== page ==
Durant: “Dangerous House” is something “truly special”

Durant: “Dangerous House” is something “truly special”

I think there might be magic in the Nikos Stage at Williamstown Theatre Festival; I’ve never seen a production in this particular space that hasn’t utterly thrilled me. Jen Silverman’s Dangerous House is, happily, no exception.

In Cape Town, South Africa, we meet Pretty Mbane (Samira Wiley), who almost seems to exist in a void; she’s not sure where she is or how she got there, and talks directly to the audience, telling us short broken vignettes about her life. Noxolo (Alfie Fuller) is in London, having traveled there from Cape Town to play soccer; she can’t reach Pretty, her ex-girlfriend, and is worried. She returns to South Africa against her friend Marcel’s (Phillip James Brannon) advice and finds her brother Sicelo (Atandwa Kani), giving a tour to Gregory (Michael Braun), a journalist looking for “the New South Africa”; over Sicelo’s protestations, she enlists Gregory to help her find Pretty, who was involved in something political and may need help – although that may prove dangerous.

Dane Laffrey has created a creative masterpiece of a puzzle box set for this production. A huge black box greets you as you enter the space, a table and chairs on one side and a bar on the other; the top of the box lights up and emits low-grade fog throughout the production, and halfway through, part of it opens to reveal a whole new staging area. It’s ingenious and unlike anything I’ve seen. Lap Chi Chu’s lighting design and Palmer Heffernan’s sound design work hand-in-hand – the lighting is stark and bare and the sound keeps you just a touch off-balance. It’s unsettling in the best way.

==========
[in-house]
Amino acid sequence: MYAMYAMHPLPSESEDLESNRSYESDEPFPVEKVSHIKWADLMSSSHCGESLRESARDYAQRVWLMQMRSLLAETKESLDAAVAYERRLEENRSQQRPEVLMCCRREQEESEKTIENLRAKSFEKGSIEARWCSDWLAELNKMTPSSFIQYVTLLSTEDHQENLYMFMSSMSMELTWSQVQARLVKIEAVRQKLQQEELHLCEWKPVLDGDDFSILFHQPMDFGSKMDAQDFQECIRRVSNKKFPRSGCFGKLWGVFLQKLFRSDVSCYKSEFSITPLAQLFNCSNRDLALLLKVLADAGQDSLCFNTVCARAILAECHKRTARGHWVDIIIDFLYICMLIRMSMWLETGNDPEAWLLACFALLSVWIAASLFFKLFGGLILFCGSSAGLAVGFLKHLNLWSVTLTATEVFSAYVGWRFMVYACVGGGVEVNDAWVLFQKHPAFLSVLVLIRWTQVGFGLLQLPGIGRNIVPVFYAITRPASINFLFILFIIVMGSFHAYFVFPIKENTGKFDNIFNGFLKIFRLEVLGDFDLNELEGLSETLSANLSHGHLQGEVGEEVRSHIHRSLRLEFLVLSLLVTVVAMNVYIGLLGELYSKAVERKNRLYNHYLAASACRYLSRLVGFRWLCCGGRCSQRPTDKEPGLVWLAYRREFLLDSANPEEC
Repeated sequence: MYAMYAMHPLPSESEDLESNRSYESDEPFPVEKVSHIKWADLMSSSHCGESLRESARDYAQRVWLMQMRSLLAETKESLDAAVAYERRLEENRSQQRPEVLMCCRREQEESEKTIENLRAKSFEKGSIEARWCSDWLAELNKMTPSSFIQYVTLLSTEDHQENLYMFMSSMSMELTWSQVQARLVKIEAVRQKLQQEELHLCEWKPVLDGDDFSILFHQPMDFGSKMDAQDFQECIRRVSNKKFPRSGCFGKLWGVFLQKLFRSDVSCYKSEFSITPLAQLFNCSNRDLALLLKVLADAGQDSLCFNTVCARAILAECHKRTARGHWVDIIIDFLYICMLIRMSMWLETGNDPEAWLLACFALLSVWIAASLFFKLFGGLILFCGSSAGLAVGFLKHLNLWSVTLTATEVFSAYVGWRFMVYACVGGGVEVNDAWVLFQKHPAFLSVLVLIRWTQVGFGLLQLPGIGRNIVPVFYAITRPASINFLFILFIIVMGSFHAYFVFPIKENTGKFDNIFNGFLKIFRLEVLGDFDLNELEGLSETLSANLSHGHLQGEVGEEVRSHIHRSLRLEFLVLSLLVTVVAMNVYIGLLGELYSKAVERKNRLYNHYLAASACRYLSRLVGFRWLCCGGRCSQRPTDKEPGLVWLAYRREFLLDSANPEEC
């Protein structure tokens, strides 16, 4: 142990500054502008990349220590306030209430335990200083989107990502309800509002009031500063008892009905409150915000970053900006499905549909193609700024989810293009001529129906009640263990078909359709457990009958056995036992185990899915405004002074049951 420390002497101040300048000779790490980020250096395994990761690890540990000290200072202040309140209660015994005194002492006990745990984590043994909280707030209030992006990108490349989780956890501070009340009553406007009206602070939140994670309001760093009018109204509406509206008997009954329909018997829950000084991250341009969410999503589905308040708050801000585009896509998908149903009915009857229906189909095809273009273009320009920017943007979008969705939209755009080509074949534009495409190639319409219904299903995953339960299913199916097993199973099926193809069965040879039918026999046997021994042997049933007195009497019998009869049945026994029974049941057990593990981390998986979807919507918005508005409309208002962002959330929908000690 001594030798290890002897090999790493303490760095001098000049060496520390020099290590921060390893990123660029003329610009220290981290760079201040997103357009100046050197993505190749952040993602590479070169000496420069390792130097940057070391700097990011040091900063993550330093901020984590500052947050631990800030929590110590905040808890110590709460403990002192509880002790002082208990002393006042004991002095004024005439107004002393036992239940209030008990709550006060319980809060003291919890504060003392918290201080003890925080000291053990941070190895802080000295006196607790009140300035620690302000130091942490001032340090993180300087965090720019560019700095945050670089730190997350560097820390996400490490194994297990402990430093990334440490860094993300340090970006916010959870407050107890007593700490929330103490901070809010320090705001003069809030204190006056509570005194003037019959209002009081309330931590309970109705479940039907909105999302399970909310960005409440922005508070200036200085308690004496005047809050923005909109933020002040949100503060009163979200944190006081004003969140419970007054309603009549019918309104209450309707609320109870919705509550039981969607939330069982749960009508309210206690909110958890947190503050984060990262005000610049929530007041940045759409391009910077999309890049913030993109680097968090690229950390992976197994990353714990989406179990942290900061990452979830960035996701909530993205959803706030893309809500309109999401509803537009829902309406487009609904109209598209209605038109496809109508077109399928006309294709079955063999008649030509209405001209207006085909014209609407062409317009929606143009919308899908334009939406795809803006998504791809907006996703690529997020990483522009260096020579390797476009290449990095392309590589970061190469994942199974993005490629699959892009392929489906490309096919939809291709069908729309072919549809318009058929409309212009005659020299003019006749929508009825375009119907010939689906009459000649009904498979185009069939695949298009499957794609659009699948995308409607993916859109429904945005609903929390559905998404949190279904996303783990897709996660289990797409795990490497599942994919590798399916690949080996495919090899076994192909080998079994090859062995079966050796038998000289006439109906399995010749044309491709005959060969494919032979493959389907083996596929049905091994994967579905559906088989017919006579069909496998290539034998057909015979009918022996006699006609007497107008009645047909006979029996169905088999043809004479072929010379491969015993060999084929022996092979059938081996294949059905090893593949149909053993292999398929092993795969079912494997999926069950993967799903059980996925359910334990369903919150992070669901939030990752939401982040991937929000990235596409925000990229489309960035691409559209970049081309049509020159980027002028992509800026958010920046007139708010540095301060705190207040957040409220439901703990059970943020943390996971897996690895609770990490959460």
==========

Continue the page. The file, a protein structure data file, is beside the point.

Silverman’s script is so strong, striking and well-written – I hope to see more of her work soon – and Saheem Ali’s direction almost draws blood with its precision. The cast is chosen brilliantly – there’s not a single weak link here – and work so well together.

Wiley, whose work on both Orange is the New Black and The Handmaid’s Tale is not to be missed, is the heart of the tale as Pretty; her monologues are mysterious, humorous and portentous, and as we learn more about her, she takes on such import. She has a great character to work from on the page, but she brings such warmth and life to Pretty – it’s a joy to watch her. Fuller has the heavy lifting here, and she pulls it off beautifully – she’s a woman running on empty for the entire production, and we can feel her need, her exhaustion, and ultimately, her strength. Brannon has such a touching moment with Fuller during a Skype call it brought me to tears; Braun takes what could be a throwaway character and imbues it with such life, and Kani has a character arc that is almost unbelievable and makes it look so easy. What a powerhouse group.

Compelling, timely works such as these are so needed, and this production has everything you want in great theater and more – you’ll leave knowing you’ve experienced something truly special.

“Dangerous House”; Williamstown Theatre Festival, 1000 Main St., Williamstown, MA; through August 19; $60; Run time: 80 minutes; 413-458-3253;


Leave a Reply

Your email address will not be published. Required fields are marked *


More In Theater